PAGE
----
The exiles found protection under Ferdinand I of Naples in Apulia, Calabria and Naples. On the death of Ferdinand in 1494, Charles VIII of France invaded Naples. At that time a serious disease, known as "French fly," broke out in that region, and the responsibility for the outbreak was fixed upon the Jews, who were accordingly driven out of the Kingdom of Naples. They then sought refuge in Ottoman territory, and settled chiefly in Constantinople, Damascus, Salonica, and Cairo. Most of Sicily's Jewish population left the island. Around 9,000 Jews converted in order to remain in Sicily.[9]

Language and cultureEdit

In the late ancient period the predominantly spoken language of the Jewish (and non-Jewish) population of Sicily has been the Greek language. When Greek was the main language in Jewish inscriptions, as was the case with Jewish inscriptions from Sicily, Greek names, which were locally common, appear in significant numbers in Jewish inscriptions.[10] Still after the Muslim conquest of the island, the use of the Greek language and the ties of the Sicilian Jews to the Byzantine Empire,[11] its economy and its Jewish communities continued to function under the new circumstances.[12][13] Through these Byzantine(-Jewish) connections, the Synagogue liturgy of the original Sicilian Jews, represented the Romaniote prayer rite.[14][15]

Modern timesEdit

On 3 February 1740, the Neapolitan King Charles III - hailed as an Enlightenment King [16] - issued a proclamation containing 37 paragraphs, in which Jews were formally invited to return to Sicily. A few came, but, feeling their lives insecure, they soon went back to Turkey.[8]

Rabbi Stefano Di Mauro, an Italian American descendant of southern Italian neofiti, has been active on the island and opened a small synagogue in 2008, but he has not yet set up a full-time Jewish congregation in Sicily.[17] Services are held weekly on Shabbat and on the High Holy Days. The street Via della Giudecca is located where the Jewish Quarter was once established.[18] In addition, Shavei Israel has expressed in interest in helping to facilitate the Sicilian Bnei Anusim back to Judaism.[19]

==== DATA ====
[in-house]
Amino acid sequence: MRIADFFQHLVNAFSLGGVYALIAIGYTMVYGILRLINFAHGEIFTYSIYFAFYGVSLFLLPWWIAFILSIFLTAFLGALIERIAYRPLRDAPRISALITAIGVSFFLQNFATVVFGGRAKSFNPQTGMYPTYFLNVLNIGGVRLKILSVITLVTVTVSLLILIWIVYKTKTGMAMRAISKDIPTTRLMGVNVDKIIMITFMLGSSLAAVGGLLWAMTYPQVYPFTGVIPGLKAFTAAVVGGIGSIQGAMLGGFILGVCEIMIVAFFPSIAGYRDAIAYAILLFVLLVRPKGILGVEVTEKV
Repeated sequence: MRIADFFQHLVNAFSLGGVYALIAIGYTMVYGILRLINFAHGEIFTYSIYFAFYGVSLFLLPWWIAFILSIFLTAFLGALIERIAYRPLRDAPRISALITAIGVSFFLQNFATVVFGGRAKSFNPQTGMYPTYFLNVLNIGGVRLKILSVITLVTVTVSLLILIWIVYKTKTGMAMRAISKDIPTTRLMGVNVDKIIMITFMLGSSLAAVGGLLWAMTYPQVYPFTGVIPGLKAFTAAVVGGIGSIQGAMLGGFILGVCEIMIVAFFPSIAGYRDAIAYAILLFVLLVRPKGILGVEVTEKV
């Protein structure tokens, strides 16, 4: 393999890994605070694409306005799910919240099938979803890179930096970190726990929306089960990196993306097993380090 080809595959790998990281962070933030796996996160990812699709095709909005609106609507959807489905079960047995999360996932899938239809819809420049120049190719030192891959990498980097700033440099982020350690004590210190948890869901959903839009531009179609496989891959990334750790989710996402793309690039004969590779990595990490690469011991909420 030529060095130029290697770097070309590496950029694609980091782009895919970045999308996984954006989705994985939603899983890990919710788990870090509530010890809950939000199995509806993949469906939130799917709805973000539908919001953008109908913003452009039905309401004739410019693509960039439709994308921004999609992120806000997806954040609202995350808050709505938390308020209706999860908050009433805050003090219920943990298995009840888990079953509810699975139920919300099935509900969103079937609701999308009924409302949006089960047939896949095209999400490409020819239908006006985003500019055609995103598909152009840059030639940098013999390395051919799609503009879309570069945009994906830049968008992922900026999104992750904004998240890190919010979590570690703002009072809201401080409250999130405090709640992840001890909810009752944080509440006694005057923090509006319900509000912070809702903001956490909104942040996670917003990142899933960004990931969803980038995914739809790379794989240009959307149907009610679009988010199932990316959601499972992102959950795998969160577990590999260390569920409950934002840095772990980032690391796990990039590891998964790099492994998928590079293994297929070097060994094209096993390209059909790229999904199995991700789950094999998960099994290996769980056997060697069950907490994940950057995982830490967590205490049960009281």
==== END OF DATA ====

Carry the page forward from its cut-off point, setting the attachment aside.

1. ^ a b The Jews of Sicily: A unique culture., By Sergio Caldarella, PJV#33 March 2008, The Philadelphia Jewish Voice, www.pjvoice.com
  2. ^ a b c Palermo, By: Richard Gottheil, Ismar Elbogen, jewishencyclopedia.com
  3. ^ L'espulsione degli ebrei da Messina, MariaRosaria Previti Natoli
  4. ^ Catania, Italy, Encyclopedia Judaica www.jewishvirtuallibrary.org
  5. ^ Kazhdan, Alexander, ed. (1991). Oxford Dictionary of Byzantium. Oxford University Press. pp. 1891–1892. ISBN 978-0-19-504652-6.
  6. ^ Dupont, Jerry (2001). The common law abroad: constitutional and legal legacy of the British empire. Wm. S. Hein Publishing. p. 793. ISBN 978-0-8377-3125-4.
  7. ^ Sicilian Peoples: The Jews of Sicily by Vincenzo Salerno
  8. ^ a b c Page 24, Guglielmo Raimondo Moncada alias Flavio Mitridate: un ebreo converso siciliano, Officina di Studi Medievali, 2008
  9. ^ ITALIA JUDAICA. Gli ebrei in Sicilia sino all'espulsione del 1492
  10. ^ Leonard Victor Rutgers, The Hidden Heritage of Diaspora Judaism. 1998
  11. ^ Ember et al., Encyclopedia of Diasporas: Immigrant and Refugee Cultures Around the World, p. 192-ff. 2004
  12. ^ Joshua Holo, Byzantine Jewry in the Mediterranean Economy. 2009
  13. ^ Bernard Spolsky, The Languages of the Jews: A Sociolinguistic History. 2014
  14. ^ Joshua Holo, Byzantine Jewry in the Mediterranean Economy, p. 91-ff. 2009
  15. ^ R. Langer, Cursing the Christians?: A History of the Birkat HaMinim, p. 203. 2012
  16. ^ (in Italian) Quei lumi accesi nel Mezzogiorno
  17. ^ Still Jewish after all these years, By Ariela Bankier, Apr 01, 2010, Israel News, Haaretz.com
  18. ^ "Jewish History of Sicily". Beit Hatfutsot Open Databases Project, The Museum of the Jewish People at Beit Hatfutsot.
  19. ^ Jewish life in Sicily reborn, By Michael Freund, The Jerusalem Post, September 15, 2011

External listEdit